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Late 70's in my local mom and pop store had a few of them hanging from the ceiling with wires so we couldn't touch them which was smart on the store owners part because we were just brats touching anything and everything and never once did I have the nerve to ask if I could play one . Then fast forward to the 90's when Lark Street Music was around the corner from my house where I purchased 2 Gibson's and a Martin and a Fender amp , they always had a Burst or 2 in the store but yet again I did not have the nerve to touch a several hundred thousand dollar guitar and the owner Buzzie who is the BEST always encouraged me to try it out and play around with it and bless his heart as I just could not and that will probably be the closest to ever having a vintage Burst in my hands .
 

Mieko8

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May 24, 2010
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I played the Norm Burst 07452 several times and was saving my pennies, thinking one day I’d be able to afford it. Just when I had enough money saved that wouldn’t even get me a used custom shop, Joe snatched it. I needed only another 10 years and it could have been mine. Tom was also kind enough to let me play Curly and Donna in Dallas. That’s it for me aside from the one I owned. A re-neck that I named “Anne Boleyn” 08144.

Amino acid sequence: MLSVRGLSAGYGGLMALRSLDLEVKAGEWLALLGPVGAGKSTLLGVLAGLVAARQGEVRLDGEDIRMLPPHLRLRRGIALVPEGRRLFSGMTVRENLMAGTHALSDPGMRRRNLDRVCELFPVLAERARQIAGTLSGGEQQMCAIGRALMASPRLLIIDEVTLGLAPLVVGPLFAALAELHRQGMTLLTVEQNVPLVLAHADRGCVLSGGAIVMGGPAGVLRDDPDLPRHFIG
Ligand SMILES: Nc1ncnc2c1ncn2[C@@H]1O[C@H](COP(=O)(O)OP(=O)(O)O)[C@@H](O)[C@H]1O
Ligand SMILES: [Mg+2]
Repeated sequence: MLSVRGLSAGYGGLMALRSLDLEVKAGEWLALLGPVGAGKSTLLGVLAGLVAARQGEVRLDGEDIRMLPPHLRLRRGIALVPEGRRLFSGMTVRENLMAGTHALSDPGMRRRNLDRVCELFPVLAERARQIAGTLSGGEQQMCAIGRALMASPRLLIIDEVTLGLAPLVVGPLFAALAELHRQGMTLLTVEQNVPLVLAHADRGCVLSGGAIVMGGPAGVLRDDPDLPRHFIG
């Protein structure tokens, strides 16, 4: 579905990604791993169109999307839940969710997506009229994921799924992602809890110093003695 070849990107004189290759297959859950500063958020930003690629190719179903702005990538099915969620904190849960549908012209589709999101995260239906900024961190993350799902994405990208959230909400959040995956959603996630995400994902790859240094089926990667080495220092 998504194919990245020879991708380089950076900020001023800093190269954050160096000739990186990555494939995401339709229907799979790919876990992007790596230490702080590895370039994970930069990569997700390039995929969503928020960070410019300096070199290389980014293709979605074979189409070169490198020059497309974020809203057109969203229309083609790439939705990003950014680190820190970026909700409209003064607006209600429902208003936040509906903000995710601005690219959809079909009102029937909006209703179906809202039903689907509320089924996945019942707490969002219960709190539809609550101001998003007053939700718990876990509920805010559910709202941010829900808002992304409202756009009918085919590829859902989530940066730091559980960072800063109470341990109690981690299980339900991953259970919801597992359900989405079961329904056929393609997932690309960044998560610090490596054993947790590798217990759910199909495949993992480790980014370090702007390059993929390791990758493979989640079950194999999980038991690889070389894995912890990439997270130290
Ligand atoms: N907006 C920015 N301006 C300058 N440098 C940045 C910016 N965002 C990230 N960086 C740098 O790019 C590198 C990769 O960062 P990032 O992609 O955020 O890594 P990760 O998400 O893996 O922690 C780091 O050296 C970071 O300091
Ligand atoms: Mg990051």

C-4

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Jan 5, 2005
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1,775
My first time playing a burst was my guitar teacher's in 1958. I got to play that one a lot. I also hung out at The Guitar Trader in Red Bank, N.J. and played all the original LP's in that store over time, including LP Customs, GT's, and of course, bursts.

I've played bursts which were still new, unsold, at music stores in N.J. during the time they were being offered in the 1950's, and early 1960's.

If we only knew back then what these guitars would become. Oh well, I'm perfectly happy with my R9 and Custom Shop Les Paul Custom Pro.
 

Redhod

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May 2, 2002